The history has been made, the milestone established. The first two women to share the Nobel prize for chemistry in 2020, Emmanuelle Charpentier and Jennifer Doudna, have been honoured for developing the tools to edit DNA.
Their discovery, known as Crispr-Cas9 “genetic scissors”, is a way of making specific and precise changes to the DNA contained in living cells.
They will split the prize money of 10 million krona (£861,200; $1,110,400).
Biological chemist Pernilla Wittung-Stafshede, commented: “The ability to cut DNA where you want has revolutionised the life sciences.”
Not only has the women’s technology been transformative for basic research, it could also be used to treat inherited illnesses.
Prof Charpentier, from the Max Planck Unit for the Science of Pathogens in Berlin, said it was an emotional moment when she learned about the award.
“When it happens, you’re very surprised, and you think it’s not real. But obviously, it’s real,” she said.
On being one of the first two women to share the prize, Prof Charpentier said: “I wish that this will provide a positive message specifically for young girls who would like to follow the path of science… and to show them that women in science can also have an impact with the research they are performing.”
She continued: “This is not just for women, but we see a clear lack of interest in following a scientific path, which is very worrying.”
During Prof Charpentier’s studies of the bacterium Streptococcus pyogenes, she discovered a previously unknown molecule called tracrRNA. Her work showed that tracrRNA is part of the organism’s system of immune defence.
This system, known as Crispr-Cas, disarms viruses by cleaving their DNA – like genetic scissors.
In 2011, the same year she published this work, Prof Charpentier began a collaboration with Prof Doudna, from the University of California, Berkeley.
The two had been introduced by a colleague of Doudna’s at a cafe in Puerto Rico, where the scientists were attending a conference.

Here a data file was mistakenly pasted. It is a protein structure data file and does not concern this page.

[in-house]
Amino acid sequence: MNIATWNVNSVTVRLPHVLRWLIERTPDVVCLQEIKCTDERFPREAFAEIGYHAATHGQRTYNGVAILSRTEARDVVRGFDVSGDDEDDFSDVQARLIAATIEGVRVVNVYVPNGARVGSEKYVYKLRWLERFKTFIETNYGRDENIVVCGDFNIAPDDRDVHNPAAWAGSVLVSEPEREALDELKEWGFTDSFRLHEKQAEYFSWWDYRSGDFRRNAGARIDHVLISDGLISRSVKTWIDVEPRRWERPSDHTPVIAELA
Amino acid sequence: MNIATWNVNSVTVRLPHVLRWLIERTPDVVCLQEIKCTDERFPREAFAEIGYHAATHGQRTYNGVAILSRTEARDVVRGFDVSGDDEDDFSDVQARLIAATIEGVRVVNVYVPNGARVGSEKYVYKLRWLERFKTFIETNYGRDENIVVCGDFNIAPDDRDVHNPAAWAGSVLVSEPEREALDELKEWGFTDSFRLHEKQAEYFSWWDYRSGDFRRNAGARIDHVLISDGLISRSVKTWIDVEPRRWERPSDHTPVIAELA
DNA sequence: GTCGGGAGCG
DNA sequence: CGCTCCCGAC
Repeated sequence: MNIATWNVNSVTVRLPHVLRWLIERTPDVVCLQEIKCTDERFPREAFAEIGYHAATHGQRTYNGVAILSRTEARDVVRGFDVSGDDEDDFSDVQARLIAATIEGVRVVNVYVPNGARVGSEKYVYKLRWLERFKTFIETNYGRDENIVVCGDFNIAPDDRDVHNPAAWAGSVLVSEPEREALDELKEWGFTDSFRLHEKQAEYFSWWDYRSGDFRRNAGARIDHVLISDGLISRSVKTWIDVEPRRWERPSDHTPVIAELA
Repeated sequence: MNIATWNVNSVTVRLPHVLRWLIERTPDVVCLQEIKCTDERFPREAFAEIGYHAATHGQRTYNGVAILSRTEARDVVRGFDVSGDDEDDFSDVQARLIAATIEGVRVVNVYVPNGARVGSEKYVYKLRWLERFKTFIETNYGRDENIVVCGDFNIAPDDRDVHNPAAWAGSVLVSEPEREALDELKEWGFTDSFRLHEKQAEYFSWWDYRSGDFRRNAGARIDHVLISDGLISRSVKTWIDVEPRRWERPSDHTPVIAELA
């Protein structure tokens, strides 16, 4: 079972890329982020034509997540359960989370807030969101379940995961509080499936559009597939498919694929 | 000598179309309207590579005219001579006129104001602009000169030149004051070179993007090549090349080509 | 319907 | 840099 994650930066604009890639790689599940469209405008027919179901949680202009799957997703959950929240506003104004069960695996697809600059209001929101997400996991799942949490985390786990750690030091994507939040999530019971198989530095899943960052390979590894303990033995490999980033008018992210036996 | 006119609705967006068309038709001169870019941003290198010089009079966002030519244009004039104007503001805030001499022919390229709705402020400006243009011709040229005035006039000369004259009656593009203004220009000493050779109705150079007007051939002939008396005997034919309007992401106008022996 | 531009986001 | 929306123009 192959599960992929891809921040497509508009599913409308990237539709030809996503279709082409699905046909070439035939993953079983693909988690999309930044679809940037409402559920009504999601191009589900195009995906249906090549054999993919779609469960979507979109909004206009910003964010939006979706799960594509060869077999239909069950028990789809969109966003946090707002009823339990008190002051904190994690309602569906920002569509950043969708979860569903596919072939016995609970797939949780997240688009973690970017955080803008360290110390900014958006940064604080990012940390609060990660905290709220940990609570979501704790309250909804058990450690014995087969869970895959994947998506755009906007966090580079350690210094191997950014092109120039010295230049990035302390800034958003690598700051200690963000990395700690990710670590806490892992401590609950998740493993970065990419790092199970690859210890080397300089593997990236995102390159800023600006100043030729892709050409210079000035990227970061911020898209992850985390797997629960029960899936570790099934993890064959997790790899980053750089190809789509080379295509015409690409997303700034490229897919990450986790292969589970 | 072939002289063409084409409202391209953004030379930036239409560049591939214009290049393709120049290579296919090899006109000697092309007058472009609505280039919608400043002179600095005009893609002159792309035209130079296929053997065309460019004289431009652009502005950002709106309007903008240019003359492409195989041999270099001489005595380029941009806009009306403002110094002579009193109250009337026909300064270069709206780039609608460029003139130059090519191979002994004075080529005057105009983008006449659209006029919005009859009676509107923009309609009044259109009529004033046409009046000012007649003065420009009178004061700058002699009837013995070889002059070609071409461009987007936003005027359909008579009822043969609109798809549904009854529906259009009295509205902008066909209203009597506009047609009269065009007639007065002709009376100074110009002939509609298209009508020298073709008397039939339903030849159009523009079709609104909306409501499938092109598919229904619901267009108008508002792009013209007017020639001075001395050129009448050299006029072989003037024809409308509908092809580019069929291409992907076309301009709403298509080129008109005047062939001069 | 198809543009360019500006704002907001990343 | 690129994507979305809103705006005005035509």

And it was on the following day, during a walk through the streets of the island’s capital, San Juan, that Prof Charpentier proposed the idea of joining forces.
Together, they recreated the bacterium’s genetic scissors in a test tube. They also simplified the scissors’ molecular components so they were easier to use.
In their natural form, the bacterial scissors recognise DNA from viruses. But Charpentier and Doudna showed that they could be reprogrammed to cut any DNA molecule at a predetermined site, publishing their findings in a landmark 2012 paper.
The breakthrough DNA snipping technology allowed the “code of life” to be rewritten.
Since the two scientists discovered the Crispr-Cas9 genetic scissors, their use has exploded. The tool has contributed to many important discoveries in basic research; and, in medicine, clinical trials of new cancer therapies are underway.
The technology also holds the promise of being able to treat or even cure inherited diseases. It is currently being investigated for its potential to treat sickle cell anaemia, a blood disorder that affects millions of people worldwide.
But without regulation, some fear Crispr could equally be used to create “designer babies”, opening up an ethical minefield. If genome-edited children grow up and have children, any alterations to their genomes could be passed down through the generations – introducing lasting changes to the human population.
Last year, Chinese scientist He Jiankui was jailed for three years after creating the world’s first gene-edited human babies. He was convicted of violating a government ban by carrying out his own experiments on human embryos, to try to give them protection against HIV.